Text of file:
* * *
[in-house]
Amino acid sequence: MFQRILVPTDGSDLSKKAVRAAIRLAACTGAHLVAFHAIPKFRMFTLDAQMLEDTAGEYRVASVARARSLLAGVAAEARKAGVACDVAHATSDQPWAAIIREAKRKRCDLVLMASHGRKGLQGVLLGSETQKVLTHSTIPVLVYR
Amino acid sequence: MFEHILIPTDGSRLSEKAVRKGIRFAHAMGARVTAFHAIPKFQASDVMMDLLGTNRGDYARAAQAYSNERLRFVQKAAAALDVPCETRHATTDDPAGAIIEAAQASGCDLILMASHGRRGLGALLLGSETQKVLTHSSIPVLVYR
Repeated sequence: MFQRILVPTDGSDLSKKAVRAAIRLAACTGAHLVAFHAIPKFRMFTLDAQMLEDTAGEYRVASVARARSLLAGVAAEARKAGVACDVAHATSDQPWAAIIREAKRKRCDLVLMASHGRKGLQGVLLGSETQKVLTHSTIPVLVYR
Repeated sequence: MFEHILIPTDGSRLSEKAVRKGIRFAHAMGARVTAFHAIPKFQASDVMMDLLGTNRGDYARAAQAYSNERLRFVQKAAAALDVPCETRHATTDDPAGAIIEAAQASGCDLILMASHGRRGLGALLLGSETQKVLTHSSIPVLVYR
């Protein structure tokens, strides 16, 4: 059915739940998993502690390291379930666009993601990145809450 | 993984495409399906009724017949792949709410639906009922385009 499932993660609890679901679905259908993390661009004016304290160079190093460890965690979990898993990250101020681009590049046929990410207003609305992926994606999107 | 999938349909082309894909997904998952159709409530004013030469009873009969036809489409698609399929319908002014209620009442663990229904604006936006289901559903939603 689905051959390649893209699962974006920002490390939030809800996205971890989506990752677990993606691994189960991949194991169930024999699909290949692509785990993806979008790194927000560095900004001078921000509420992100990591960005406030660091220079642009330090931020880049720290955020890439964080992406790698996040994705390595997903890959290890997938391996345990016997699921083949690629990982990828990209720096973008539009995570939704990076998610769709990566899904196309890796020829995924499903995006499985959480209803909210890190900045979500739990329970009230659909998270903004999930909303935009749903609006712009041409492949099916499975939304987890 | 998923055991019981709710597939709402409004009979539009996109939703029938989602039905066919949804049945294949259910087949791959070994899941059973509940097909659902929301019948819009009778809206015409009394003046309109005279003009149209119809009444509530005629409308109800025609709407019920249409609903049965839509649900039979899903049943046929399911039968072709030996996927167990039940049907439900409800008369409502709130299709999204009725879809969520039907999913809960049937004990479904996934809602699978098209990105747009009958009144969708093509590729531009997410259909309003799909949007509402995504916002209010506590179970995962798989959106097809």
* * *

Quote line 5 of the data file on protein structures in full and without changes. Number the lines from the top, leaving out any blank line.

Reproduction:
Repeated sequence: MFEHILIPTDGSRLSEKAVRKGIRFAHAMGARVTAFHAIPKFQASDVMMDLLGTNRGDYARAAQAYSNERLRFVQKAAAALDVPCETRHATTDDPAGAIIEAAQASGCDLILMASHGRRGLGALLLGSETQKVLTHSSIPVLVYR